#UXC18 – 1979 21c Olympic-Gymnastic

 

1980 Summer Olympics

On July 19, 1980, the Summer Olympic Games opened in Moscow, Soviet Union.  They were the first Olympics to be held in Eastern Europe.

Moscow was selected as the host city for these games in 1974, beating out Los Angeles by 19 votes.  The games would only include 80 nations, the smallest number since 1956, as a result of protests led by US President Jimmy Carter.

In late December 1979, the Soviet Union invaded Afghanistan and began nearly 10 years of fighting between the two countries.  The invasion was sparked by a Soviet desire to keep communist leaders in power in Afghanistan.  In response, US President Jimmy Carter denounced the Soviet Union’s actions and gave a State of the Union address to America promising to keep Middle East oil supplies safe from Soviet influence.

Carter also imposed economic sanctions, a trade embargo, and led a boycott of the 1980 Summer Olympics in Moscow.  Eventually, 65 other countries joined in the boycott as well.  In spite of this, athletes from some of those nations still participated, playing under the Olympic Flag.

Many of the boycotting countries attended the Liberty Bell Classic (commonly called the “Olympic Boycott Games”) in Philadelphia, Pennsylvania, instead.  Four years later, the Summer Olympics were held in Los Angeles, California, and the Soviet Union and its allies boycotted them in response to the 1980 boycott.

In spite of the controversy surrounding the games in Moscow, they went ahead as planned, opening on July 19, 1980.  The opening ceremony included a parade of Greek chariots and a series of artistic performances.  Among these performances were a dance suite of the traditional dances of the 15 Soviet republics, a gymnastics display, and a children’s performance.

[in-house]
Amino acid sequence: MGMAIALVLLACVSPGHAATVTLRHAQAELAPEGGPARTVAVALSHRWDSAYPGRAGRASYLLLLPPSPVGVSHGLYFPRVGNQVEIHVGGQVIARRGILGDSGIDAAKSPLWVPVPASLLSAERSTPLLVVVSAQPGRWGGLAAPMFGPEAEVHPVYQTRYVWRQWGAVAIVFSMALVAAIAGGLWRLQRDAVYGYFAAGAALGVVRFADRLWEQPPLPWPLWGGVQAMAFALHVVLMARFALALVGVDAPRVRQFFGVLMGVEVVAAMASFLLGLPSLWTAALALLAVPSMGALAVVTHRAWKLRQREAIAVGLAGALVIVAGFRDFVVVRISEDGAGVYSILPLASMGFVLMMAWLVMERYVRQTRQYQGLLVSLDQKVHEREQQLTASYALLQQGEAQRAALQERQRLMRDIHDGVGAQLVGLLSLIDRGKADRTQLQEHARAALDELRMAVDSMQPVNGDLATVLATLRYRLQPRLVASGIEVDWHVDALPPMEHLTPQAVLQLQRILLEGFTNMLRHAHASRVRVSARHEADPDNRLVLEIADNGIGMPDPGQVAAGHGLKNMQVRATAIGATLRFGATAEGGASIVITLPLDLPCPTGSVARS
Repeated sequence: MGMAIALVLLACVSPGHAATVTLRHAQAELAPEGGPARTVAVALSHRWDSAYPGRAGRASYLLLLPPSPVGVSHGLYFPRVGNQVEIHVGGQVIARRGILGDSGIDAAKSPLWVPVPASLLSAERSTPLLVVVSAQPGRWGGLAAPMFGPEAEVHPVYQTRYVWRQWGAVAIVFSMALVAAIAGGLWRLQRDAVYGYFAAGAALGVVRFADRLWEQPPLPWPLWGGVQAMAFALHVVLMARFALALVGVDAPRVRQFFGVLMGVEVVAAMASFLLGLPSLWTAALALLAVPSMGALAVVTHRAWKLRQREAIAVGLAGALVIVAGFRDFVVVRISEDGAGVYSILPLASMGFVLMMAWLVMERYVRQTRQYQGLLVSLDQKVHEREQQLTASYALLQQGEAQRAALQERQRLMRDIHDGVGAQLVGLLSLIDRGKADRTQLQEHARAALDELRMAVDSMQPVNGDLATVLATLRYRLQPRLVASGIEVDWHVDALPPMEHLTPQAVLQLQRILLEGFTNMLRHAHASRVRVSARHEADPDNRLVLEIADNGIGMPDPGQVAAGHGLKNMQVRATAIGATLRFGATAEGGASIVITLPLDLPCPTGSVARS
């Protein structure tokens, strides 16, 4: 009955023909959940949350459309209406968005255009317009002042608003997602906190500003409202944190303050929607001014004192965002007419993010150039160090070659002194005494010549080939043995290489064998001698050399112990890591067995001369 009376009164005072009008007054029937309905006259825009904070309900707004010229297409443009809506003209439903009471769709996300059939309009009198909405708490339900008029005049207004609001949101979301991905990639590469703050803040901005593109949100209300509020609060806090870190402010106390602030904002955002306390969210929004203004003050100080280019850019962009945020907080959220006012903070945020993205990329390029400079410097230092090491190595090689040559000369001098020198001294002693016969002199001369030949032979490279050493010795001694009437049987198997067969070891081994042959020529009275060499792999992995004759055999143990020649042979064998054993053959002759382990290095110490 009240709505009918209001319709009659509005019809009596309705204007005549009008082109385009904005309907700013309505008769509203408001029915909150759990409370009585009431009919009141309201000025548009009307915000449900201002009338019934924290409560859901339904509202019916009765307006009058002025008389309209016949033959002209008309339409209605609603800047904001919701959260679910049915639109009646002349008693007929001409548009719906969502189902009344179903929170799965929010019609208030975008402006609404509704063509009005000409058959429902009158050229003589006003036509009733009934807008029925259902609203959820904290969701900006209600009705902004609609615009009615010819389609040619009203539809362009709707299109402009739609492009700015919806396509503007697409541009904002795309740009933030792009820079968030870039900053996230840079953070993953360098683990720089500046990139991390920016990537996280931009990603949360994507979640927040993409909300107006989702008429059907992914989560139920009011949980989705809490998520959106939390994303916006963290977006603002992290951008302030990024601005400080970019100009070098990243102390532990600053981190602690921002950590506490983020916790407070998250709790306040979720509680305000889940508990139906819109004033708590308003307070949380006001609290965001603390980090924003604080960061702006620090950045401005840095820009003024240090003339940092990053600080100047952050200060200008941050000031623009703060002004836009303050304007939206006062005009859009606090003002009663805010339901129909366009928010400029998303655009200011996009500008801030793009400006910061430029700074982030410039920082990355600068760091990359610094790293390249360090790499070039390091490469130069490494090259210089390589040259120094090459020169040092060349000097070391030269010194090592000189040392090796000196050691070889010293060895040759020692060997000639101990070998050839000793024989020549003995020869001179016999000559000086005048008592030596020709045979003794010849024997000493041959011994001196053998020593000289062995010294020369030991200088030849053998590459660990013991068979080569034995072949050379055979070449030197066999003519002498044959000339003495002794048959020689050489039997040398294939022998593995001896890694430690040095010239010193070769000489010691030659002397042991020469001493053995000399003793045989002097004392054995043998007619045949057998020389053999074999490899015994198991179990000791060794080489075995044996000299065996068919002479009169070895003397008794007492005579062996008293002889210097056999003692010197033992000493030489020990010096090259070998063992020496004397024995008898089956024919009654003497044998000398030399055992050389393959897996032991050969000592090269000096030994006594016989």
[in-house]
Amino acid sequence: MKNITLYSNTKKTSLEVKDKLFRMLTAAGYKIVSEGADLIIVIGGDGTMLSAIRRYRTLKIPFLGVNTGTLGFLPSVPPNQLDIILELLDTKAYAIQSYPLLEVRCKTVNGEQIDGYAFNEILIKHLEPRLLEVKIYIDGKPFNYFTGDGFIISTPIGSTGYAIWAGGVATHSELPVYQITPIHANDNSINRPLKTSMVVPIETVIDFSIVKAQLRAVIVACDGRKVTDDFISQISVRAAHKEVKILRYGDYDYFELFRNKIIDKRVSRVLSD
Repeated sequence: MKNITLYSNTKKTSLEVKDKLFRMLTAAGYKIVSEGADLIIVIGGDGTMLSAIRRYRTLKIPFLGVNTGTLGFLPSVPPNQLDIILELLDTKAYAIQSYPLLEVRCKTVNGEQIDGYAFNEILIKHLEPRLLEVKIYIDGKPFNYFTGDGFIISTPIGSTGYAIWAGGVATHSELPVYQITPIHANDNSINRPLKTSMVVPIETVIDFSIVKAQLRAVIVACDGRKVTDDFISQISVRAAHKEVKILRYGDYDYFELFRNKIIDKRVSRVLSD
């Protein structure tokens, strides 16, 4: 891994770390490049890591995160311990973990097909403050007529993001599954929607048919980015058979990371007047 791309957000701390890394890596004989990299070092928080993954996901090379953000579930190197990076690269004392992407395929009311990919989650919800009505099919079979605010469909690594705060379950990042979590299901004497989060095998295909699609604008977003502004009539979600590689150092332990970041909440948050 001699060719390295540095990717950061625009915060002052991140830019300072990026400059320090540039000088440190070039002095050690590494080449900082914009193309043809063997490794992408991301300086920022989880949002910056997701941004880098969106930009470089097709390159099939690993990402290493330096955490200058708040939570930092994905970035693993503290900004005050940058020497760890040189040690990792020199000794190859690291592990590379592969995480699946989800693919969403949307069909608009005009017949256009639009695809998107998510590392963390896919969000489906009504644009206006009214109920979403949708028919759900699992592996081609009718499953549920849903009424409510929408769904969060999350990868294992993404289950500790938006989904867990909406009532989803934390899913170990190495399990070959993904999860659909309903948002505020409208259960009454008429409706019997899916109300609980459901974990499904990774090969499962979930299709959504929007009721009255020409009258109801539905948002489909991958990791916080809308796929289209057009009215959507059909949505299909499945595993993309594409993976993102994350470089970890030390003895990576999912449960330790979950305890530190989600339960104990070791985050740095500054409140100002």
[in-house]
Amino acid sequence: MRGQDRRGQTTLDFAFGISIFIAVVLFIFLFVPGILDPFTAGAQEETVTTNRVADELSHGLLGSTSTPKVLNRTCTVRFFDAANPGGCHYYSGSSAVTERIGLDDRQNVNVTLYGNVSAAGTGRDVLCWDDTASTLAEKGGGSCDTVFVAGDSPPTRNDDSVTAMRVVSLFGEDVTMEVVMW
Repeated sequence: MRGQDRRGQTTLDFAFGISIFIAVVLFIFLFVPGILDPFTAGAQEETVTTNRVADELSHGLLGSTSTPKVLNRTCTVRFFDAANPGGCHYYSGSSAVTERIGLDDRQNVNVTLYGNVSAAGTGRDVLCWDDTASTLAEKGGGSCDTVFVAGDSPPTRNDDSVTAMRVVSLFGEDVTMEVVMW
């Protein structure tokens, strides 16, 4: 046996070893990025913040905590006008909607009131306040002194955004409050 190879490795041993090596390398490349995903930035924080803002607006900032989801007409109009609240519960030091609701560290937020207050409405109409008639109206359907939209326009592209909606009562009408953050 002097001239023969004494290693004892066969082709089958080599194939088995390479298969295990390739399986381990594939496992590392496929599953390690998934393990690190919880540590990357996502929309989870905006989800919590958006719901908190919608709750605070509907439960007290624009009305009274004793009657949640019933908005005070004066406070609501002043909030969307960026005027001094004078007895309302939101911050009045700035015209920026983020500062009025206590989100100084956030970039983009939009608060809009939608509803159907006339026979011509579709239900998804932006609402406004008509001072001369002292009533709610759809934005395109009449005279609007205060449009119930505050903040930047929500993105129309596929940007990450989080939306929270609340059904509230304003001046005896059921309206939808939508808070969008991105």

In all, 5,179 athletes (4,064 men and 1,115 women) from 80 nations participated in 203 events in 21 sports during the games.  A total of 21% of the competitors were female, the highest percentage up to that point.  And the total of 203 events was the most up to that time in Olympic history.

More records were set than at the Montreal Olympics, with 36 World records, 39 European records, and 74 Olympic records.  Throughout the games, new Olympic records were set 241 times and world records were beaten 97 times.

Seven nations made their first Olympic appearances: Angola, Botswana, Laos, Jordan, Seychelles, Mozambique, and Cyprus.  Additionally, Zimbabwe made its first appearance under its new name, having previously competed as Rhodesia.

The games came to an end on August 3.  In all, Russia won the most medals with 195, of which 80 were gold.

The US 1980 Olympic Games Stamps

In late 1979, the USPS issued several stamps and postal items in anticipation of the Olympics, mere months before the Soviet invasion of Afghanistan.  After that invasion and President Jimmy Carter’s call to boycott the games, the stamps were removed from sale.  That quickly drove up demand for the stamps.  Dealers were paying up to seven times the face value of the stamps.  The day after the games ended, the USPS suddenly made all the stamps available through the philatelic Bureau.  They stated it was to honor “the fine men and women of the US Olympic team who [had] sacrificed months and years of training.”